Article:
"Hiring decisions for the local workforce boards are made by local CareerSource board of directors and overseen by county officials," she added. "The state of Florida does not approve these decisions."
Gov. Scott rebranded Florida's 24 "workforce" agencies as CareerSource centers in 2013 after spending scandals rocked centers in Orlando and Tampa. Scott, whose top priority during his eight years in office has been creating jobs, routinely cites the hiring figures when discussing his leadership.
Several of Florida's CareerSource centers, including the two under scrutiny in Tampa Bay, are nonprofits funded largely by tax dollars. Their mission is to train job seekers and connect them to employers.
During Peachey's nearly eight-year tenure running CareerSource Tampa Bay and CareerSource Pinellas, the agencies were hailed as jewels of Florida's system — repeatedly placing tops in state rankings for putting people to work.
In January, the Times reported that the local placement centers asked employers across the bay area who had agreed to accept their referrals to provide information on all of their new hires, including ones that did not go to CareerSource for help. To record the hirings, the agencies requested names, Social Security numbers, birth dates, job titles, salary and start dates.
Peachey told reporters none of his employees personally benefited from logging more placements.
But that wasn't accurate.
He used job placement figures as a basis to request a raise for himself, and since 2014 the local centers paid out $1.2 million in annual bonuses, with $40,000 going to Peachey, and an additional $1.9 million in incentives to employees who helped boost the numbers, according to detailed payroll records examined by the Times.
Peachey approved the incentive program each year and set performance goals along with his business services director –– most recently Haley Loeun, who was fired in February amid allegations that she and Peachey were romantically involved.
Both denied the claims of current and former staffers that they were in an inappropriate relationship. When reporters knocked on Peachey's front door in July to request comment about an audit report that detailed how he and Loeun provided bonuses for employees, Loeun answered and declined to talk.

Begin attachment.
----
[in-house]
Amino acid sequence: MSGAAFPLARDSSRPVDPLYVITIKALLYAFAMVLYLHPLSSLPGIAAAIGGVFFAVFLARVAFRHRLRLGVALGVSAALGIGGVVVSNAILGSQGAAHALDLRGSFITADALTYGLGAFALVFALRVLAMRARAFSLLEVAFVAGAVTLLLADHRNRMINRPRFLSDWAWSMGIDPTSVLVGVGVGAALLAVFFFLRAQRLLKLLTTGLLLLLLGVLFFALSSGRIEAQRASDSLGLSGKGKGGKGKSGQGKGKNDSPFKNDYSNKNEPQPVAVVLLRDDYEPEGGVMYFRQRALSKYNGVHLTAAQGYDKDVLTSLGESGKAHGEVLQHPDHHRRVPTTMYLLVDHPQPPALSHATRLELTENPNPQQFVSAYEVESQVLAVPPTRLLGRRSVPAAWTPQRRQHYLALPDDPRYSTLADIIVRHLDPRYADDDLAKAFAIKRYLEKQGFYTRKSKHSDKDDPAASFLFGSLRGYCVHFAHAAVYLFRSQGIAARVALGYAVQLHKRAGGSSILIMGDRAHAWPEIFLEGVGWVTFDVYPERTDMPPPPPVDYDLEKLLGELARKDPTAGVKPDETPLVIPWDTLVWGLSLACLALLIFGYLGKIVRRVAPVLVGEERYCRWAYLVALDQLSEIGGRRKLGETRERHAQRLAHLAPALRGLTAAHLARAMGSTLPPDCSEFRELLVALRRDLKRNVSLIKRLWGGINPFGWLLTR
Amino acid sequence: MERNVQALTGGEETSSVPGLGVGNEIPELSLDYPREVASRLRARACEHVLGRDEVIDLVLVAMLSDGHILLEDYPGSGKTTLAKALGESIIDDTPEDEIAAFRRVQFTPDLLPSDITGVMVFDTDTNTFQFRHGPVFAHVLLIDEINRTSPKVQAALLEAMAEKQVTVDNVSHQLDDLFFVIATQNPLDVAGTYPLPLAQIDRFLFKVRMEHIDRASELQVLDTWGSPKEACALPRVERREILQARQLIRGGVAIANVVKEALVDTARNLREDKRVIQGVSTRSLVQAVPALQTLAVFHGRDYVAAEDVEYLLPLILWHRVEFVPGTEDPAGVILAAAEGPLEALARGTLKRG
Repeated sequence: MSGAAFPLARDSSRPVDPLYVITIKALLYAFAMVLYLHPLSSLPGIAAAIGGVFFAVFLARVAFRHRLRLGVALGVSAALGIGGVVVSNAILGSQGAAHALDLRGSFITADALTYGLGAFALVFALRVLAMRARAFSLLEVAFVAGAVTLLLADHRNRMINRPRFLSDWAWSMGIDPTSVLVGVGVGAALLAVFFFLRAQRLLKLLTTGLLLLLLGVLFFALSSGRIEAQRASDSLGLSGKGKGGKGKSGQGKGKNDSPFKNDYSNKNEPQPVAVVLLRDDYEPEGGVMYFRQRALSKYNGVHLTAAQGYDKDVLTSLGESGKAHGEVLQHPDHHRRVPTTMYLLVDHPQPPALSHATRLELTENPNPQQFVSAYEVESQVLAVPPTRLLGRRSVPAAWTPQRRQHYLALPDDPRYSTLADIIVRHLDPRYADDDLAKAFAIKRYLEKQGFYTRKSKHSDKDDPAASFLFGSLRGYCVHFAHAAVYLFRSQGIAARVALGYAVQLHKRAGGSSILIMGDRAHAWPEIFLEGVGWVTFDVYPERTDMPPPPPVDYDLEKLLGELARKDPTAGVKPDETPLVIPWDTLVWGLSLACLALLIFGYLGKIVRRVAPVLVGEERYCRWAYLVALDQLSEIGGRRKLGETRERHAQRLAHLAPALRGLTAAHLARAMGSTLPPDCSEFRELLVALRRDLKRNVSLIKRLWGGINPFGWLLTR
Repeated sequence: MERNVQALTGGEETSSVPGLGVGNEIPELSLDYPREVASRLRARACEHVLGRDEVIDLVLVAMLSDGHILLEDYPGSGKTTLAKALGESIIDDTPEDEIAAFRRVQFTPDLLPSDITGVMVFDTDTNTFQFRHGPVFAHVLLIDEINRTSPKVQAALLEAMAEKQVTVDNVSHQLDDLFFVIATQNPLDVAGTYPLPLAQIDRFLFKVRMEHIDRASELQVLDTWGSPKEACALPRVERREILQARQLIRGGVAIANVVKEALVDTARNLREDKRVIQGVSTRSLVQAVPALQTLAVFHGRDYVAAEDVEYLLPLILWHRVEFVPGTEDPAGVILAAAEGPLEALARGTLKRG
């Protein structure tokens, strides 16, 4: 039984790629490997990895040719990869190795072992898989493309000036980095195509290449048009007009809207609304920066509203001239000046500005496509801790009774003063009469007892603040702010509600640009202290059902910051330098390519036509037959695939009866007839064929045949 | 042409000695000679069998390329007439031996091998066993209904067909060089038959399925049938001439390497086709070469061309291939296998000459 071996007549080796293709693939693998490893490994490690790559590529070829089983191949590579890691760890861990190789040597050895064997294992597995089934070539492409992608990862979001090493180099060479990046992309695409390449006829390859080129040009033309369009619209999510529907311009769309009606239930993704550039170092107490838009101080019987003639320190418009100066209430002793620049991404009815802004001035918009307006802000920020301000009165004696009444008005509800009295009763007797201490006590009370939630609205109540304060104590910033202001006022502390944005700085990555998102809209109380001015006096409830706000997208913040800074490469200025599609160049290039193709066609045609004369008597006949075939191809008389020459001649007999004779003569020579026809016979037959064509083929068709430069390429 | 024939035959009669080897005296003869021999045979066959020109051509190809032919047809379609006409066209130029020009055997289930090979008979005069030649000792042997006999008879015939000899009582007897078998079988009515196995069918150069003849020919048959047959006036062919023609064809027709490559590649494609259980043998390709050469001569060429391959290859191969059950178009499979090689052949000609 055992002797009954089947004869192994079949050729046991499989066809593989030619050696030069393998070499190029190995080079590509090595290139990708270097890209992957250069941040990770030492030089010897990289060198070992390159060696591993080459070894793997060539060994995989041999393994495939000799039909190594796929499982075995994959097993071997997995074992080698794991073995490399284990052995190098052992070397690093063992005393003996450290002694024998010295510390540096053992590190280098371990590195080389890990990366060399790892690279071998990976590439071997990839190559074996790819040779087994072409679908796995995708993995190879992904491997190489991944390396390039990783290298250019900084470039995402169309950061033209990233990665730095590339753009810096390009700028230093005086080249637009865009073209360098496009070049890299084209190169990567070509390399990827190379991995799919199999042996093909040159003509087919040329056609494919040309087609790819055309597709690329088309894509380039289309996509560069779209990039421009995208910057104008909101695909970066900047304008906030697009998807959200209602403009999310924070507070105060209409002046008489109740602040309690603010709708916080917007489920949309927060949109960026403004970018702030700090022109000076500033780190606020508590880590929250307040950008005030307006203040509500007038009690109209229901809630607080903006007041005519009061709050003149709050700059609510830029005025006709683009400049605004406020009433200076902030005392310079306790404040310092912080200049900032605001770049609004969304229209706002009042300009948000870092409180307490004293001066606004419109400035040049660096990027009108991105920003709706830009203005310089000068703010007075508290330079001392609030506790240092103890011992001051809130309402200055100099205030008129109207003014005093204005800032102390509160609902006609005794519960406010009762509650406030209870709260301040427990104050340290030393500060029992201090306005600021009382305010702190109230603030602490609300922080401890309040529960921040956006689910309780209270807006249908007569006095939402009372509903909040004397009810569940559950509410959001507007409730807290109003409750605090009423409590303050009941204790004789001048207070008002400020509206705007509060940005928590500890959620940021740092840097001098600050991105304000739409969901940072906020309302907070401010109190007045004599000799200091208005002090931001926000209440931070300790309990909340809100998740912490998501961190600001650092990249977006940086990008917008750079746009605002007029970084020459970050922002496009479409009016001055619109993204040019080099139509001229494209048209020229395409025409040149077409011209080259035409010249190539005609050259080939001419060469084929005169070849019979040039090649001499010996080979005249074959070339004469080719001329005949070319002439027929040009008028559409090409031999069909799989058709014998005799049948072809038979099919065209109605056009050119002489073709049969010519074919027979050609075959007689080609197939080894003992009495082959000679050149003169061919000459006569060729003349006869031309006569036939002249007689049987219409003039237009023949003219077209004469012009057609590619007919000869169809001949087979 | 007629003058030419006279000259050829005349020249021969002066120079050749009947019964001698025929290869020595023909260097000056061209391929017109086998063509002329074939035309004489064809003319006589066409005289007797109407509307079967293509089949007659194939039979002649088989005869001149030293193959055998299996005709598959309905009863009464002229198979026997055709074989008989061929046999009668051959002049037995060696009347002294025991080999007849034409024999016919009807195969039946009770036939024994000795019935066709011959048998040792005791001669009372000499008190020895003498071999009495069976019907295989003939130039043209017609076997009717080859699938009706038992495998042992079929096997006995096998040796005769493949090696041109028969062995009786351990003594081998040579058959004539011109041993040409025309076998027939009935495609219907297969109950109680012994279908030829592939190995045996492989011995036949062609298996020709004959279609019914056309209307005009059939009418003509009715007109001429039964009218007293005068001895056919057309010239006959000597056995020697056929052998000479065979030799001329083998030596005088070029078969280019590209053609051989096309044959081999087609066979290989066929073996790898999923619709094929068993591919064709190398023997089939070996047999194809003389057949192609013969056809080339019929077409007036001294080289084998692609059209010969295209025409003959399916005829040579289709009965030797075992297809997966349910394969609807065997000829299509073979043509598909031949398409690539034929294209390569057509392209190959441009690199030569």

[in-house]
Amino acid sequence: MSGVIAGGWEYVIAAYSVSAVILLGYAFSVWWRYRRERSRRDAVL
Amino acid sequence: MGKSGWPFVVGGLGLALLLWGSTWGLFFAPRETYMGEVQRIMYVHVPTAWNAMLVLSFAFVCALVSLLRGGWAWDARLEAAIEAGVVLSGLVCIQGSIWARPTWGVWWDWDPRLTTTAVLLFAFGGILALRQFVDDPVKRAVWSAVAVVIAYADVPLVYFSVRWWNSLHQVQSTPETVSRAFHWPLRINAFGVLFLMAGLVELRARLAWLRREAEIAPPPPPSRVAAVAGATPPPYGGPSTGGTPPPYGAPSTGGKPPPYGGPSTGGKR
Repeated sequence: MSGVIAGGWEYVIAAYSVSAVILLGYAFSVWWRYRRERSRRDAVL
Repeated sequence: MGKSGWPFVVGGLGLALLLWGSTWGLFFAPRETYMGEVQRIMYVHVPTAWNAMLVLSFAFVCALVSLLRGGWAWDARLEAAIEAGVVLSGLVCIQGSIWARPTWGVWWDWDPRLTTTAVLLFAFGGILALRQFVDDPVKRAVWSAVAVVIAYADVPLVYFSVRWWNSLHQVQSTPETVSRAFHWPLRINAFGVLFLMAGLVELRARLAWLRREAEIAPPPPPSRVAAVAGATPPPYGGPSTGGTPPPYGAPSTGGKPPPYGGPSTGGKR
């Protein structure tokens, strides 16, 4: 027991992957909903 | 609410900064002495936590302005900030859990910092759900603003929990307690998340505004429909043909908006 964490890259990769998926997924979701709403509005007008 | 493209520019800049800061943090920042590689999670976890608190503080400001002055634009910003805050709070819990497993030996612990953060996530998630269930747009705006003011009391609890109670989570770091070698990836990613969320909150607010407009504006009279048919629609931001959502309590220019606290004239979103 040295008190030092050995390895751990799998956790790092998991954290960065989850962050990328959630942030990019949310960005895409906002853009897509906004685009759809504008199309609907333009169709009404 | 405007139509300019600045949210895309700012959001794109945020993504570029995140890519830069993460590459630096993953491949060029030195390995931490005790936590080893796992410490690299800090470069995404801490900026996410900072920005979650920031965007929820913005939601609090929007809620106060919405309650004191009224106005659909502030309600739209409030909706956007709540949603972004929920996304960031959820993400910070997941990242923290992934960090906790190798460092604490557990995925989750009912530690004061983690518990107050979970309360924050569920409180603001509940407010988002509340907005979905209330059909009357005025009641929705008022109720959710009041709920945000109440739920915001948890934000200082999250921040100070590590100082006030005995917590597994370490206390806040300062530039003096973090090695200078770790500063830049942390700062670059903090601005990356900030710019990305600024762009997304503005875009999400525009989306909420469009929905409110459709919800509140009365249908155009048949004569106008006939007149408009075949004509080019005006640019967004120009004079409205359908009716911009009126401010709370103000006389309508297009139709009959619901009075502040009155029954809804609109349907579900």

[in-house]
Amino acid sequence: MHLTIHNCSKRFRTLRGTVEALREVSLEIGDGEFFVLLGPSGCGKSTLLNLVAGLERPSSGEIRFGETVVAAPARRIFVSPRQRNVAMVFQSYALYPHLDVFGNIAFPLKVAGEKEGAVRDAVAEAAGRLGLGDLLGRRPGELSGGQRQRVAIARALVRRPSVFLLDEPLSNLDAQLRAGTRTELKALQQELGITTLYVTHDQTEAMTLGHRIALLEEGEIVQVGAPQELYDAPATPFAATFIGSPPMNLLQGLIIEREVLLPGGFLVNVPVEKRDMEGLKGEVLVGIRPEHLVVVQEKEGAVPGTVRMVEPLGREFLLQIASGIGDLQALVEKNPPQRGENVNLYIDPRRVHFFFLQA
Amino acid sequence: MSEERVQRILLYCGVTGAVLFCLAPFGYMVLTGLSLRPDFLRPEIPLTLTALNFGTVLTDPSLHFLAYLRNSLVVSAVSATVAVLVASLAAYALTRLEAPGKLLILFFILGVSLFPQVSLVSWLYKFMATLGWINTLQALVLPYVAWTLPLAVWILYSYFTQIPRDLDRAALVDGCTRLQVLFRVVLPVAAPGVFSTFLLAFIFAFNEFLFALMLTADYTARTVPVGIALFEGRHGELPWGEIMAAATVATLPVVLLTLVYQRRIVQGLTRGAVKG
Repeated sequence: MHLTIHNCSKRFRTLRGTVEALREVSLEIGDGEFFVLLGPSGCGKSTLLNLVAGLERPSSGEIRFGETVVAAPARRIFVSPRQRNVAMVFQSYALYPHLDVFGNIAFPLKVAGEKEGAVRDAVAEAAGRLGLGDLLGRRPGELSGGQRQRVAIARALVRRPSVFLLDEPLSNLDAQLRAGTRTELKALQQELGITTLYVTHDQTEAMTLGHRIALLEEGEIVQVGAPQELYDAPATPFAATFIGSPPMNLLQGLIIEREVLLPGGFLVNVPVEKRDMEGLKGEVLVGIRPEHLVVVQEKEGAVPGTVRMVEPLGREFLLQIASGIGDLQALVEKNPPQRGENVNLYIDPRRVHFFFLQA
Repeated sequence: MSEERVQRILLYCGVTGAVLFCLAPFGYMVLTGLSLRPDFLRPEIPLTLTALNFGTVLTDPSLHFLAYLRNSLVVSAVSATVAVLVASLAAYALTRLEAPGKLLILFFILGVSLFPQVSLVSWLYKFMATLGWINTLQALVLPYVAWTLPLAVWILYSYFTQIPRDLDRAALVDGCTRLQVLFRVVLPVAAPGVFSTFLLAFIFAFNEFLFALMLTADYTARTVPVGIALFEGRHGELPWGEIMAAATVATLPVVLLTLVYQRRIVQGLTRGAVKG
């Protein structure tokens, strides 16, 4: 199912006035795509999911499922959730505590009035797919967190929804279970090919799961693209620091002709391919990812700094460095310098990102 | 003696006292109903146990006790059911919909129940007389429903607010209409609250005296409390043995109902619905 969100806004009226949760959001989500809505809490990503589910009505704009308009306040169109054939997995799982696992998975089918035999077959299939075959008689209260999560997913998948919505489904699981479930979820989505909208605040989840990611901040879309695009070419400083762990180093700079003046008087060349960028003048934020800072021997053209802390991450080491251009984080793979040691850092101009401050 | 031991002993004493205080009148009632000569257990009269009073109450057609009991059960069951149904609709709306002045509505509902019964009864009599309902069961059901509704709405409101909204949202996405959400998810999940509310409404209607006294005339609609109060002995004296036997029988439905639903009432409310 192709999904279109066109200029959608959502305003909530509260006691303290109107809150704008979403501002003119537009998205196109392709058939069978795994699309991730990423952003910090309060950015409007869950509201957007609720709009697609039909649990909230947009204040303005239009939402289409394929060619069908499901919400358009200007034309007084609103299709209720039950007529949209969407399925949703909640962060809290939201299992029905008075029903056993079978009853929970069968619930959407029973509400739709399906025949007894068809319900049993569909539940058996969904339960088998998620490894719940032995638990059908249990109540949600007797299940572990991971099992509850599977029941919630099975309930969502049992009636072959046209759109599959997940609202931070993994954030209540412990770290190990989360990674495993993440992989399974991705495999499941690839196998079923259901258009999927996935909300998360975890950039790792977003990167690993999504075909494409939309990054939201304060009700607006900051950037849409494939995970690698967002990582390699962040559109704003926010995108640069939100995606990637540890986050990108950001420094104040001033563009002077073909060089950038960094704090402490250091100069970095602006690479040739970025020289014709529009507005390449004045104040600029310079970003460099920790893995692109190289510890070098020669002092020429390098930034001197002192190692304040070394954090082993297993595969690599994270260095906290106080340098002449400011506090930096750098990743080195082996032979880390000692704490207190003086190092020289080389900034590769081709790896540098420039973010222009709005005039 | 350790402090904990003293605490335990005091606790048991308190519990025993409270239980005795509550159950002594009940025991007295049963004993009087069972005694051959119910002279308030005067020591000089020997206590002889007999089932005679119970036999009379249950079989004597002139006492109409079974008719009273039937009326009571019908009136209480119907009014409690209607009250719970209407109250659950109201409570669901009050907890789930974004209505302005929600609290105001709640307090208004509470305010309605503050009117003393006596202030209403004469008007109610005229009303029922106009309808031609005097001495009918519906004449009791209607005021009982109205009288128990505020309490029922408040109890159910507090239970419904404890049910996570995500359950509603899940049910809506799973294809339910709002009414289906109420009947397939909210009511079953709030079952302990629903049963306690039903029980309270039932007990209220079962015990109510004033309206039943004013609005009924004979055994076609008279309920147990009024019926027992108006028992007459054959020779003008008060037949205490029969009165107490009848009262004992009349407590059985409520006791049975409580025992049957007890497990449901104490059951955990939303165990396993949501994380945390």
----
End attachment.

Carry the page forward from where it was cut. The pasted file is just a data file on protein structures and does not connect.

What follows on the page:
Peachey did not return a call seeking comment Friday morning.
Turmoil has engulfed the agencies since the Times began publishing its findings.
After Peachey, Loeun and several of her relatives were fired, Pinellas and Hillsborough commissioners removed numerous members from each board.
Each agency had for years shared staff and services in accounting, finance and human resources. Some employees worked in both counties to help people find jobs. Under the structure, CareerSource Pinellas was the employer of record for both centers. The agencies split Sept. 1.
Murman, the Hillsborough commissioner, said her hope is that the FBI probe relates just to Peachey's administration.
"But as far as our organization, we're completely separate, and Pinellas ran the show," she added.
Pinellas commissioner Pat Gerard, who joined the CareerSource Pinellas board this year, told her fellow commissioners last week that she didn't know the status of the multiple investigations.
On Friday, she said she was surprised that it "took nine months" for the investigations to reach this point.
"It will be interesting to see what they come up with," she said.
Contact Mark Puente at firstname.lastname@example.org or (727) 892-2996. Contact Zachary T. Sampson at email@example.com or (727) 893-8804.